[17:11] David Meyer:   

So I think it's a really good question. And the first part of it would be to say that it's not like I never doubted it. And I'm sure Claire, I know, Claire doubted it at various points along the way as well. So it's not a linear kind of like, hey, I'm just gonna keep going. At various points along the way, you question, am I doing the right thing? Is this right for me? Is it right for my family? Is it right for the business, for other people, etc. And so that's quite tough. But I think the piece that has kept me going is that I don't feel like we solved the problem yet. There are still so many companies wasting so much of their time, their energy, and ultimately creating a less than great prospect experience. And for me, that was a big driver of what we were doing was, how can we help companies deliver a fantastic prospect experience so that the people were on the receiving end of what you're doing are going Wow, these guys have really thought this through, and they, they understand what we're trying to achieve as a business and driving it a different way. So ultimately, the fact that we've we've helped a good number of businesses to do that. But we're nowhere close to the edges of the market opportunity. And just one defining moment on that was probably 9 or 12 months into paradise existence, we stopped and looked around at what some of our competitors, if you like, people who are doing similar sorts of things, or trying to fix the same sort of problem, we're doing. And they were growing way faster than we were. And they were doing in a way that we didn't believe in. But we had a whole conversation, like the five or six of us that it started the business sat down, and when are we getting this wrong? Are we are we We're trying to push water uphill? Should we really be doing this? What if we just do what everybody else is doing? Because if we do what everyone else is doing, we're going to grow at about the same pace, if not faster than they are. And I can, I can picture exactly where we were when we had that conversation. And it was a real defining moment in what Clarify ultimately became because we could have taken the easy path and we collectively went no, we're not going to work. And that I think has been a big part of it is that I don't feel like we were committed to a path and we still haven't got to the end of that journey. And so that's a big factor in why I'm, as you say, fundamentally doing the same thing I was doing 20 years ago.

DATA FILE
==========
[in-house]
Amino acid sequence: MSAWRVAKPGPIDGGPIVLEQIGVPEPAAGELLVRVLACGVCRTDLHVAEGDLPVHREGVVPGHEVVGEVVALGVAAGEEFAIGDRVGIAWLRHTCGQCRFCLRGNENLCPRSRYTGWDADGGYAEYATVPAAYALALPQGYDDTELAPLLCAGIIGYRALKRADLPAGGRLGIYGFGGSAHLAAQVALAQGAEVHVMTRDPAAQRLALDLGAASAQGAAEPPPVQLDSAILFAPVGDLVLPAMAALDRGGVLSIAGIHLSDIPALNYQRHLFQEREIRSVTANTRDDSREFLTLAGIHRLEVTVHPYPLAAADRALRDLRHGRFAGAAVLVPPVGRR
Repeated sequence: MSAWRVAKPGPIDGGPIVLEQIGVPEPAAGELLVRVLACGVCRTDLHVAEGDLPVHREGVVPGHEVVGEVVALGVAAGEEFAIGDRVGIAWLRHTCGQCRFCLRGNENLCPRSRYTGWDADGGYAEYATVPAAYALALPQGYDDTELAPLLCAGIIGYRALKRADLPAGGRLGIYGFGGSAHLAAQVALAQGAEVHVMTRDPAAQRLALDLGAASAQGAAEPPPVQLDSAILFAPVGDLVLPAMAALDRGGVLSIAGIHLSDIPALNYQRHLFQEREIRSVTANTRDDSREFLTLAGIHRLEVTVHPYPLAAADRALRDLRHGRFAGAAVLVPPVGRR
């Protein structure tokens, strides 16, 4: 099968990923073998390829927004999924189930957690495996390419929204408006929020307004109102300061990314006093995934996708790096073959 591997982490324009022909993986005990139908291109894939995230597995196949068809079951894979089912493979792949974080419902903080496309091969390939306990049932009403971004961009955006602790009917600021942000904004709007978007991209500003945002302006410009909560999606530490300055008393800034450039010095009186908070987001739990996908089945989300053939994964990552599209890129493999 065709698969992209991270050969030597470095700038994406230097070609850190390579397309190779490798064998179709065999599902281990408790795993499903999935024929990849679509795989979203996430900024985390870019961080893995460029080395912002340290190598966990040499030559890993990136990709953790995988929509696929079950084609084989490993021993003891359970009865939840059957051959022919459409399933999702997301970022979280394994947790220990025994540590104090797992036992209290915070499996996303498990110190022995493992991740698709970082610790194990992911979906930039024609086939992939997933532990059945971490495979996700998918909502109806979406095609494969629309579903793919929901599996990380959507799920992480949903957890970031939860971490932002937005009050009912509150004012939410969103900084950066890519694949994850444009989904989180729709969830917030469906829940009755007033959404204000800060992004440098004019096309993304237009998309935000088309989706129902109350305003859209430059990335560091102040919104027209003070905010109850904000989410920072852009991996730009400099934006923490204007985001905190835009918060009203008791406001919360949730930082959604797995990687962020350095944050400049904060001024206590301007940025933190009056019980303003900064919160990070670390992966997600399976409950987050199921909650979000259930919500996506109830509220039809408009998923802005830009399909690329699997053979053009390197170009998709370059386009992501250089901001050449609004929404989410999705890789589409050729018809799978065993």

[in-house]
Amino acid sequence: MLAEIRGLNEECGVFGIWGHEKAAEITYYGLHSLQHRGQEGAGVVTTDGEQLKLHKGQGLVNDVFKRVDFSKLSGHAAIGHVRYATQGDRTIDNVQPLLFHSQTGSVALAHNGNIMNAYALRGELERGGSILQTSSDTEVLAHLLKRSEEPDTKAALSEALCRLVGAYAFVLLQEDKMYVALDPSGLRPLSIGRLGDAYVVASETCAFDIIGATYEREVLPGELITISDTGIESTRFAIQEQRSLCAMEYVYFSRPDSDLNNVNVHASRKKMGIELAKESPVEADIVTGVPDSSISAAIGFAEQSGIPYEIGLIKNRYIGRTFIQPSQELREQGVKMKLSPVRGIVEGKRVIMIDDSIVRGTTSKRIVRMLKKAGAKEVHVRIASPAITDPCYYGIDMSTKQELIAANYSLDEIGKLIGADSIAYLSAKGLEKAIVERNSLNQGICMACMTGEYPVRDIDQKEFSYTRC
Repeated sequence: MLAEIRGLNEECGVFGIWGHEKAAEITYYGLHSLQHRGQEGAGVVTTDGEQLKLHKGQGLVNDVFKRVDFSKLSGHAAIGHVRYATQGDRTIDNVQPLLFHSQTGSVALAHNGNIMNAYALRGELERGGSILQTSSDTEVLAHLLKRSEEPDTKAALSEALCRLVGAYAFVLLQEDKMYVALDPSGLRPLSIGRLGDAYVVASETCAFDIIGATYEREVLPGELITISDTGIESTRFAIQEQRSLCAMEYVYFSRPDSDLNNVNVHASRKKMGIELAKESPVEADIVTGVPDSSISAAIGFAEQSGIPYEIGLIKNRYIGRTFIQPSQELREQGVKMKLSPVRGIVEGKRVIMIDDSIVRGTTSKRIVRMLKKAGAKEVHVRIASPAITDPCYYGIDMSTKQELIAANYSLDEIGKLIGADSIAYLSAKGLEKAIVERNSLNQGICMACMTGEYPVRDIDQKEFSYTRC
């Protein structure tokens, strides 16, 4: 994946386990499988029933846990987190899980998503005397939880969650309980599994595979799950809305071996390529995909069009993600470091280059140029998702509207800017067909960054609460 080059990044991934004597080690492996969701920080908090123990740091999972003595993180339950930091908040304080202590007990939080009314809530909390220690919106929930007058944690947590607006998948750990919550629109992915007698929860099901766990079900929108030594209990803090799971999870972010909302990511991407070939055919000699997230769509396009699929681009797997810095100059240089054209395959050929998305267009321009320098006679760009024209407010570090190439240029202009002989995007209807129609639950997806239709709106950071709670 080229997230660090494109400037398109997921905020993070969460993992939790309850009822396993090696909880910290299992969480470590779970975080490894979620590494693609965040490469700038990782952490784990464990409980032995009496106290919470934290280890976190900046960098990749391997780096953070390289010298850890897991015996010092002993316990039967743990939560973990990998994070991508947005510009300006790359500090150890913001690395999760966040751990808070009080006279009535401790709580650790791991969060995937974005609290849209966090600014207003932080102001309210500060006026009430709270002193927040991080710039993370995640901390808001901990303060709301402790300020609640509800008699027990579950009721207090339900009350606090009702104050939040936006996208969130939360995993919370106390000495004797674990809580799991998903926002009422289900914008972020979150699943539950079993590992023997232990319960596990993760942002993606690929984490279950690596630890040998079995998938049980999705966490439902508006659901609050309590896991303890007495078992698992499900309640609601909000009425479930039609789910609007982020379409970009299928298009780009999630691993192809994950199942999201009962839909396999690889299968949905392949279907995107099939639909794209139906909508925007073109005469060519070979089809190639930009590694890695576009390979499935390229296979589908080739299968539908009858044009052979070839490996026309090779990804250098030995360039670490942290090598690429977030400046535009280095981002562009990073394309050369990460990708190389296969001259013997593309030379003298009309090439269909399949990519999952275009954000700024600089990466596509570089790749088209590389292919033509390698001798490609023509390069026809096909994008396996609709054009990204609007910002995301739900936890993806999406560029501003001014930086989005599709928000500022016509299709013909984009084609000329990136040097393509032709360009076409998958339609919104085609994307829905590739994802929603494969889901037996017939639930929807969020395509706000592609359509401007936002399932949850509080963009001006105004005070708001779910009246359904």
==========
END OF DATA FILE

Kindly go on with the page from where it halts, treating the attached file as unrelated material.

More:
[19:21] Brandi Starr:  

It's really interesting, because that's very similar to the journey here at Tegrita. Like if I look at, you know, some of the other consultancies that I would consider direct competitors, they are definitely growing at a much faster pace. But very similarly, we have made some decisions of how we fundamentally want to operate, and how we want to grow and how we want you know, the experience for our team in working for our company. And that means more slow, methodical, purposeful growth, which can be hard sometimes because you have those ups and you have those downs. And when it's down and you see everybody else growing faster, it's kind of like, Well, should we just do that? So I definitely can relate to that. And I'm sure like, you know, most of our listeners are not in the same position of being a co-founder but I do talk to a lot of people who work for startups. And there is that same kind of like drive of, there's a little bit of a risk in working for a startup. And it's like that, do I save, do I jump ship? You know, do I believe in this? So I'd like to ask sort of a question. Because I don't get the opportunity to talk to founders as often here on Revenue Rehab. What thoughts or advice do you have for those that are working in the startup environment, that want to have the same level of dedication and seeing the mission through, but they aren't in the driver's seat of being one of the co-founders there, to a certain degree, at the mercy of the broader business? Like any advice on being able to thrive in a startup environment?

[21:14] David Meyer: